Who is “Jot?” His nickname appears several times in the captions.
I look forward to exploring the history of this ill-fated expedition in the coming weeks.
Today I had the chance to look over a collection of anonymous stereographs from a wide-ranging African expedition, 1906-1911, with the goal of writing a finding aid. I am eager to find out, if possible, who wrote the very consistent captions on these photos, most of which are of locations and local people. My only clues are: some of the captions are initialed: VSK, 1911; the person misspelled the word “ant” to read “aunt,” and I wonder if s/he is not a native English speaker; and most importantly there is a photo of Carl Akeley posing with a giraffe head, leading me to wonder if this collection is documentation of his African expedition. Diane led me to a book entitled African Obsession: The life and legacy of Carl Akeley, by Penelope Bodry-Sanders. Skimming the book, I was able to find quite a number of the locations cited in the stereographs, but not a name to match my initials. I am happy to have found a possible link, if not to the collector, then to Akeley’s expedition. It is a great luxury to be able to spend some time in this kind of research.
In addition, there is one photo captioned Duke Abruzzi’s caravan. I found that The Duke d’Abruzzi was a known mountaineer around the turn of the 20th century. One gets a sense of these expeditions linking up or crossing paths as they moved through the continent.
However, the most heart-rending find of the day was a group of images from the Kisubi Mission Station in Uganda devoted to the care of people in the final stages of “sleeping sickness.” One is captioned “a man gone dangerous “ whose “foot is put through a log” presumably to hinder his movements should he become violent. The photo shows that his foot is padded from the roughness of the log, and he has ropes to help him lift it to get around. I am struck by the combined brutality of the shackling and the consideration of protecting his foot from damage and maintaining his mobility.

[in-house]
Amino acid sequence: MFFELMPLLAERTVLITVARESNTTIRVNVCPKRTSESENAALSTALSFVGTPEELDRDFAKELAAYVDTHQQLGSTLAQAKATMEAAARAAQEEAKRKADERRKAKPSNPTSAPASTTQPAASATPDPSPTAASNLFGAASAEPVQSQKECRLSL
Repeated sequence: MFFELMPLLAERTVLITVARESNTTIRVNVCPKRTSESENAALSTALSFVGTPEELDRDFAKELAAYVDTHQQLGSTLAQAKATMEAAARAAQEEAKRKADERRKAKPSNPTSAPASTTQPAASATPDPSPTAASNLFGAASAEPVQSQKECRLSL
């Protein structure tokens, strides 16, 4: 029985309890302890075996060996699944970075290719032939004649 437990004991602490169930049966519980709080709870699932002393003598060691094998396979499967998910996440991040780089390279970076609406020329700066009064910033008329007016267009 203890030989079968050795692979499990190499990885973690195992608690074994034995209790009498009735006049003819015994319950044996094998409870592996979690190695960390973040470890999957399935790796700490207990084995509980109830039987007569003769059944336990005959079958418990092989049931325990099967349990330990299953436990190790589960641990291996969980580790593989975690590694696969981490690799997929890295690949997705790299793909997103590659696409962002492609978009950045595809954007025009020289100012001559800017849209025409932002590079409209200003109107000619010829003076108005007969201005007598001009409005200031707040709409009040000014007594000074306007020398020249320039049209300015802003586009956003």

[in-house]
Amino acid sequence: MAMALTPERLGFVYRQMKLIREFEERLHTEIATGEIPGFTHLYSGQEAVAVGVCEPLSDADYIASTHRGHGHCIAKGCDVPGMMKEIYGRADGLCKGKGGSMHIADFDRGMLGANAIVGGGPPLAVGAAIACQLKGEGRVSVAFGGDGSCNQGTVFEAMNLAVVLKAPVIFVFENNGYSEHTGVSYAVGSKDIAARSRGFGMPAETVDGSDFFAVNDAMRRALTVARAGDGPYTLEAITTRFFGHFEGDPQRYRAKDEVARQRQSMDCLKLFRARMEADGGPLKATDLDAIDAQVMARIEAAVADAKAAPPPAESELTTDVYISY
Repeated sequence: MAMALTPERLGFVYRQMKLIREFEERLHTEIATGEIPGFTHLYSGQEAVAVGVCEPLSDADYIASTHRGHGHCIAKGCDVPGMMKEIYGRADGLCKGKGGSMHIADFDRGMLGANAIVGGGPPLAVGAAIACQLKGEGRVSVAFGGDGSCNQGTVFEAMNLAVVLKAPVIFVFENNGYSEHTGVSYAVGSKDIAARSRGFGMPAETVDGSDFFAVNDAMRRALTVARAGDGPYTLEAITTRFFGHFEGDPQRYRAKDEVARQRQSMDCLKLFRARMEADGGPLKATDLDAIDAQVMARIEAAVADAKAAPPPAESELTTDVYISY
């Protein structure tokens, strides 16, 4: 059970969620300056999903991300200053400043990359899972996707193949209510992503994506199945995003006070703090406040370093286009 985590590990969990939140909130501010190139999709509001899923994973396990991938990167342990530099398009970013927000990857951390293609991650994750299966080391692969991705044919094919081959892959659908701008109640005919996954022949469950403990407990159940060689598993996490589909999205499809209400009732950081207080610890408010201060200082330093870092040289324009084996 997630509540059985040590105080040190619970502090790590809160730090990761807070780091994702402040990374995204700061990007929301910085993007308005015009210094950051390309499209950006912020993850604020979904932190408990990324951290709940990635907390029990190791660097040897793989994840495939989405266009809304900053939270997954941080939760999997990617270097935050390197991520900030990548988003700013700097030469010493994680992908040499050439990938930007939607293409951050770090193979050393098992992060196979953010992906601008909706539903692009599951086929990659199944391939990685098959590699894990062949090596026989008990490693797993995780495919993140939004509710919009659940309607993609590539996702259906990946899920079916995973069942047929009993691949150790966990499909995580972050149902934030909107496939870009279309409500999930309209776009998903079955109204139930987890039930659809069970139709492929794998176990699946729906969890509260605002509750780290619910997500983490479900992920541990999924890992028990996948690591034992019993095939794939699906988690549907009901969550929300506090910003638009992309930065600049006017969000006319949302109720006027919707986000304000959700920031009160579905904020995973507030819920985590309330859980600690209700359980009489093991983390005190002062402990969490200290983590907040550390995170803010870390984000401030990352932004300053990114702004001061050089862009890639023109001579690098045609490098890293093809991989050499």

It has been a productive summer in the AMNH Research Library: 454 collections cataloged in the Photographic Print collection, and 461 collections for the Photographic Slides. That’s over 900 collections recorded for a single term! To our benefit, we did start with some pretty solid inventories, but verifying the data and assessing risk is no small task. Many improvements were made such as adding access points to the subject and contributor fields. Titles, dates, and summaries were revised to be made DACS-compliant. There was even time to do authority work on personal and corporate names. In twelve weeks, I think we accomplished a lot.
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We came across this cool stereoscopic viewer which allowed us to see the slides in 3D, which included photos of Hawaii and Cambodia. Low-tech Avatar, but it really works.
This summer has been a great learning experience, and we got to see some pretty amazing stuff. Not only in processing the Photographic Print Collection, but through SAA webinars, tours of the diorama renovations and rare book rooms, and the brown bag lunch with Richard T. Fischer.
Lauren will be returning for more museum adventures this fall, but this is Joanna’s farewell. Thank you Iris, Becca, Barbara, Tom, Mai, Greg, and the rest of library staff for everything.
TagsAinu AMNH library catalog Anthropology Archives Archbold Archival Arrangement archives Authority Names CAT Cataloging CLIR 2010 clir 2012 Correspondence Crocker Land Department of Preparation and Installation Department Records EAC-CPF expeditions Fall 2011 Field Notes Finding Aid finding aids Hayden Planetarium Herpetology Archives hidden connections IMLS LARA linked data Mammalogy Archives Manuscript Collection Museum History Non-Curatorial Field Notes Ornithology Archives Paleontology Archives Phase 2 photographs Photo Print Collection Processing Research Library Risk Assessment Slide Collection Spring 2011 Spring 2012 Summer 2011 Summer 2012 T. Don Carter